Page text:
A new population-based study by Israeli & UK Scientists examines how over 1,000 Israeli’s mental health was impacted by a second COVID-19 lockdown

Professor Menachem Ben-Ezra

Published in BMJ Open: Association between mental health trajectories and somatic symptoms* following a second lockdown in Israel: a longitudinal study

A new study published by Menachem Ben-Ezra, Yaira Hamama-Raz, Elazar Leshem and Yafit Levin from Ariel University along with Robin Goodwin from Warwick University in the UK, found that there was a mental toll of a second lockdown on based on responses from a population-based study drawn from a probability-based internet panel of over 100,000 Israelis. This was the first time that an in-depth study was conducted to measure the mental health of respondents before and after the second lockdown.

The study looked at trajectory of anxiety and adjustment disorder following a second lockdown. There were four trajectories. Stable-low (those who’s mental health didn’t changed or slightly changed following a second lockdown). The stable high trajectory, those who were at higher risk for anxiety and depression before and after the second lockdown. The exacerbation group, those who’s their mental health deteriorated following the second lockdown and finally, the recovery trajectory, those whose mental health improved following the second lockdown.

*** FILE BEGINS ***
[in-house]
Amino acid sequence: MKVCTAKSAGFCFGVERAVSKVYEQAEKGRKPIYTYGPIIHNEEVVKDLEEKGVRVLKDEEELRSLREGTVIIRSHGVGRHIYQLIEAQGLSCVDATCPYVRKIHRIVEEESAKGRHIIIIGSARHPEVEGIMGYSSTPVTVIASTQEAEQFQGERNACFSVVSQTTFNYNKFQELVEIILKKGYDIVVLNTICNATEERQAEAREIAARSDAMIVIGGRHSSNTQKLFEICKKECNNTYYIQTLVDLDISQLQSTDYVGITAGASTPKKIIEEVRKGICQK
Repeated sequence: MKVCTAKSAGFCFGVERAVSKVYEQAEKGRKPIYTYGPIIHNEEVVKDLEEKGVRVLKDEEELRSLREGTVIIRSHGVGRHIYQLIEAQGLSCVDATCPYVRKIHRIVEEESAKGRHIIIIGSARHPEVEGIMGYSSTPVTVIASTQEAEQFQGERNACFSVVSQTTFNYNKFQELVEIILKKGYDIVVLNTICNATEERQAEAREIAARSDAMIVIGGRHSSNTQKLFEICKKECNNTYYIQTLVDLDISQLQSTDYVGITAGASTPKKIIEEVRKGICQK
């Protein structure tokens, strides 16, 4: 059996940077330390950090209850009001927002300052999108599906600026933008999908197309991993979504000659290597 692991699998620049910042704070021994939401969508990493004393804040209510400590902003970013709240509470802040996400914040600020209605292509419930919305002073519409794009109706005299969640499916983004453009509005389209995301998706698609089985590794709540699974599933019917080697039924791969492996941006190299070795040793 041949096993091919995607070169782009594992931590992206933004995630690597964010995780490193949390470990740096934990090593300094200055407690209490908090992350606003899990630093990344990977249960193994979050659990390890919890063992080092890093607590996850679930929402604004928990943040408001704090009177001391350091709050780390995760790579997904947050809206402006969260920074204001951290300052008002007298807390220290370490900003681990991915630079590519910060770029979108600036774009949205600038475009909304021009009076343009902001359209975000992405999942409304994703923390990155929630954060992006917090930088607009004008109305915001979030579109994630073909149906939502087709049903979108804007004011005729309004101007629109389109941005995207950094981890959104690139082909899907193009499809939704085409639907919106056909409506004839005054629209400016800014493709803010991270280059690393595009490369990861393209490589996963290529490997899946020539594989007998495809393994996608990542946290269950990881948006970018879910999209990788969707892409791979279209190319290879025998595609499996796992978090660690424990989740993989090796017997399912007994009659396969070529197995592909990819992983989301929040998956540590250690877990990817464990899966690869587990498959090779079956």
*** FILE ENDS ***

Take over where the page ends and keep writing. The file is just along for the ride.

The authors of this study checked how these trajectories are associated with higher risk for somatization. Comparing the three trajectories to the stable-low trajectory showed that even the recovery group has significant vulnerability to somatization. The risk was twice in comparison to the stable low group for the anxiety tractor. This risk was increased to 4.66 in the adjustment disorder trajectory. The vulnerable groups in each trajectory were between 4.7-6.4 more likely to at risk for somatization.

The study has to major contributions:

1st: strengthening the claim that a lockdown is a double edge sword. Lockdown prevent mass spreading of the infection at the expanse of mental health.

2nd: The recovery group, which seems to be fine after a second lockdown may hinder their vulnerability by exhibiting somatic symptoms that may mask mental health issues namely anxiety and adjustment disorder that need to be addressed.

For further information please see attached study.

Professor Menachem Ben-Ezra is available for comment in both English and Hebrew either view phone, email or zoom.

* Somatic symptom disorder is diagnosed when a person has a significant focus on physical symptoms, such as pain, weakness or shortness of breath, to a level that results in major distress and/or problems functioning. The individual has excessive thoughts, feelings and behaviors relating to the physical symptoms.

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